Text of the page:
I personally hate it when shelters have really nice deaf dogs as “rescue only” and I am so thrilled Hope and Matt didn’t let the “rescue only” sign on Helen’s kennel stop them from taking the opportunity to spend some much needed time with her at the shelter. I am also grateful to the shelter director who took the time to notice the rare bond that was forming between Matt, Hope and Helen (love at first sight) and decided to make an exception to their “rescue only” designation by bending the rules in this case.
Shelters if you have a deaf dog with no aggression issues the dog should be judged first as: 1. as a dog first, 2. as the breed of the dog second (breed characteristics) and 3. as a deaf dog third – in that order.
Thank you Hope for taking the time to share Helen Keller’s Happy Tail with our Deaf Dogs Rock readers and family. Rock on Helen, rock on!
Christina Lee – Deaf Dogs Rock
Helen Keller’s Happy Tail written by Hope Jones
Back in 2013 Matt my fiancee and I moved away with our hearing dog Marla, it was the first time in her life she was alone with no doggy friends to play with. We made the decision to adopt another dog to see if it would help her depression because we noticed she wasn’t eating and she was sad all the time.
Matt and I decided to head over to our local animal care control center to look for a new pup in need of rescue and a loving home. We walked down all the shelter aisles and saw some super cute dogs, but none that I thought would fit in with our little family of three. On the way out of adoption area we stumbled upon a beautiful solid white bully baby who was laying in the isolation area with her face pressed her kennel. I asked the shelter worker what was her story and she stated that “Huh” (the dog’s name) was a “rescue only” due to her having a kennel cough, the dog being deaf and she had recently been returned to the shelter after a failed adoption.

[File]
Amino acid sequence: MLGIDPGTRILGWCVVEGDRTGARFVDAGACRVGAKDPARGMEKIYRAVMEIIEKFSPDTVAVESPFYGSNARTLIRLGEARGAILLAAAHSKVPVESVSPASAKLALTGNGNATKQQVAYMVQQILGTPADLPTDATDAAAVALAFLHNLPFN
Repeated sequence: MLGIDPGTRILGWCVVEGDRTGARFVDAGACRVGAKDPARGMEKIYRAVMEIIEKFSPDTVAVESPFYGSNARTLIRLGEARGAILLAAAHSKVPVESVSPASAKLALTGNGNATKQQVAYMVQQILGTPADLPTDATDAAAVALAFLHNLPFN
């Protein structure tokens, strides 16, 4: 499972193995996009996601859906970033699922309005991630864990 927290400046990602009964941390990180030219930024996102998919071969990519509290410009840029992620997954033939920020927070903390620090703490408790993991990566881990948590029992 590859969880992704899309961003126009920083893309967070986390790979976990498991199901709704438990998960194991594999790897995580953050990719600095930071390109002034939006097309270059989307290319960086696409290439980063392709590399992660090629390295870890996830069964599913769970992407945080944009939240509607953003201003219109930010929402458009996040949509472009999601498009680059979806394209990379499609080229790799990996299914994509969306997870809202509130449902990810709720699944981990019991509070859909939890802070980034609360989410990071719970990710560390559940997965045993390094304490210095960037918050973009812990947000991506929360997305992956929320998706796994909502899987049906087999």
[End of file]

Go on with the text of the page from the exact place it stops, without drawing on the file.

Huh the deaf dog had been returned on that Monday and adopted the previous Saturday. The people who brought her back stated that “they couldn’t house train her”. Okay first of all who can house train a grown dog in two days? Um, no one! I hate people sometimes.
Matt and I asked if we could just visit with her love on her anyway because she looked like she needed some cuddles. We loved on her alright! She was pure sugar and one of the sweetest dogs we have ever met! As soon as the shelter director saw us with her in the meeting room, she asked us directly if we were really serious about wanting her even though she had special needs with her being deaf and all. Both Matt and I jumped up and said “of course” at exactly the same time.
I also let the director know I had experience as a trainer and had worked with deaf dogs prior to meeting Helen. That was January 22, 2013. The shelter told us that if we wanted her they would make and exception to let us adopt her but they would need to have her spayed the next day so we all agreed. The following day, Matt and I where so excited we left home early in the morning and we waited in the shelter parking lot before they even had a chance to unlock the front door to the shelter. That special day in 2013 our precious little deaf girl Helen Keller got her freedom ride and loving forever home.
These days Helen is my shadow and she is 100% “velcro dog”. Since I work at a wonderful doggy daycare and boarding facility, I am so lucky because I get to take her to work with me every day. She is such a smart girl! Helen already knows close to 20 hand sign commands and she has great manners.
We will never regret going back to the shelter and giving our girl a new home. We not only rescued Helen but she rescued us right back.
Deaf dogs really do ROCK!